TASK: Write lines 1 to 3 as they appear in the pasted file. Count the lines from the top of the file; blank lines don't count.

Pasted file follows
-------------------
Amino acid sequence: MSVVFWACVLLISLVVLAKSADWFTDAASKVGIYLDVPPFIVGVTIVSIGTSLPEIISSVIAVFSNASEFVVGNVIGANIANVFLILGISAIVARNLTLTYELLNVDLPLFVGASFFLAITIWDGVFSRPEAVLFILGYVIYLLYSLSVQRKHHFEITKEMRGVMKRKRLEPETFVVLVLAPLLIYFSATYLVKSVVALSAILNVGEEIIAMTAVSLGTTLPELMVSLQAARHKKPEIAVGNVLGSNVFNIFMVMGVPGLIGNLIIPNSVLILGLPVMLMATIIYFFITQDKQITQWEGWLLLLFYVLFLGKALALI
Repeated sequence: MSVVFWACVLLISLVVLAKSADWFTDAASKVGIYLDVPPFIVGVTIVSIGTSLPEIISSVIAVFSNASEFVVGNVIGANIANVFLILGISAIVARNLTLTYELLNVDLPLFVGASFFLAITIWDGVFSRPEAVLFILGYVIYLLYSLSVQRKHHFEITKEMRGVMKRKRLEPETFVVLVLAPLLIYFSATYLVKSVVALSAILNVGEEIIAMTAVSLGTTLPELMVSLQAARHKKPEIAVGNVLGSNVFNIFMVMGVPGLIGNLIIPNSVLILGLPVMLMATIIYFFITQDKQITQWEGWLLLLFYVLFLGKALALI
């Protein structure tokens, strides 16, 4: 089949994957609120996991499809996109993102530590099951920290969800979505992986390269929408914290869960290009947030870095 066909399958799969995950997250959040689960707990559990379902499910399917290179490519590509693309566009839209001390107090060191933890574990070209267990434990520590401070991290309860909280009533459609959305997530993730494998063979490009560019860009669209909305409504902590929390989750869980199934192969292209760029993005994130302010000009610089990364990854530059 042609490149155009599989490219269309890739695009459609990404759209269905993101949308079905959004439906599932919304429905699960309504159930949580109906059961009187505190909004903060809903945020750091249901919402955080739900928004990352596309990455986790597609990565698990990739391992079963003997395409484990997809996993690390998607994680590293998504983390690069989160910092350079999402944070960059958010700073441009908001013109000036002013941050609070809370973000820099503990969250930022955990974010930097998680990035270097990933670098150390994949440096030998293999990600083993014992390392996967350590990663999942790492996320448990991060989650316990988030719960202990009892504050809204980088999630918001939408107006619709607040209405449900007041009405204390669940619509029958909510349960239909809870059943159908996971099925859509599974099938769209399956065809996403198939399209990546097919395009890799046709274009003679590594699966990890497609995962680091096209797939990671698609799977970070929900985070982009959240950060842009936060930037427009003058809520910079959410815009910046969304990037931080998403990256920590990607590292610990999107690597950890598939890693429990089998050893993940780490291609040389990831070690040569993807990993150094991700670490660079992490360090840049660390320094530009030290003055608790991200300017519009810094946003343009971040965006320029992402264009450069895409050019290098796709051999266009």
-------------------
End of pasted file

Amino acid sequence: MSVVFWACVLLISLVVLAKSADWFTDAASKVGIYLDVPPFIVGVTIVSIGTSLPEIISSVIAVFSNASEFVVGNVIGANIANVFLILGISAIVARNLTLTYELLNVDLPLFVGASFFLAITIWDGVFSRPEAVLFILGYVIYLLYSLSVQRKHHFEITKEMRGVMKRKRLEPETFVVLVLAPLLIYFSATYLVKSVVALSAILNVGEEIIAMTAVSLGTTLPELMVSLQAARHKKPEIAVGNVLGSNVFNIFMVMGVPGLIGNLIIPNSVLILGLPVMLMATIIYFFITQDKQITQWEGWLLLLFYVLFLGKALALI
Repeated sequence: MSVVFWACVLLISLVVLAKSADWFTDAASKVGIYLDVPPFIVGVTIVSIGTSLPEIISSVIAVFSNASEFVVGNVIGANIANVFLILGISAIVARNLTLTYELLNVDLPLFVGASFFLAITIWDGVFSRPEAVLFILGYVIYLLYSLSVQRKHHFEITKEMRGVMKRKRLEPETFVVLVLAPLLIYFSATYLVKSVVALSAILNVGEEIIAMTAVSLGTTLPELMVSLQAARHKKPEIAVGNVLGSNVFNIFMVMGVPGLIGNLIIPNSVLILGLPVMLMATIIYFFITQDKQITQWEGWLLLLFYVLFLGKALALI
């Protein structure tokens, strides 16, 4: 089949994957609120996991499809996109993102530590099951920290969800979505992986390269929408914290869960290009947030870095 066909399958799969995950997250959040689960707990559990379902499910399917290179490519590509693309566009839209001390107090060191933890574990070209267990434990520590401070991290309860909280009533459609959305997530993730494998063979490009560019860009669209909305409504902590929390989750869980199934192969292209760029993005994130302010000009610089990364990854530059 042609490149155009599989490219269309890739695009459609990404759209269905993101949308079905959004439906599932919304429905699960309504159930949580109906059961009187505190909004903060809903945020750091249901919402955080739900928004990352596309990455986790597609990565698990990739391992079963003997395409484990997809996993690390998607994680590293998504983390690069989160910092350079999402944070960059958010700073441009908001013109000036002013941050609070809370973000820099503990969250930022955990974010930097998680990035270097990933670098150390994949440096030998293999990600083993014992390392996967350590990663999942790492996320448990991060989650316990988030719960202990009892504050809204980088999630918001939408107006619709607040209405449900007041009405204390669940619509029958909510349960239909809870059943159908996971099925859509599974099938769209399956065809996403198939399209990546097919395009890799046709274009003679590594699966990890497609995962680091096209797939990671698609799977970070929900985070982009959240950060842009936060930037427009003058809520910079959410815009910046969304990037931080998403990256920590990607590292610990999107690597950890598939890693429990089998050893993940780490291609040389990831070690040569993807990993150094991700670490660079992490360090840049660390320094530009030290003055608790991200300017519009810094946003343009971040965006320029992402264009450069895409050019290098796709051999266009």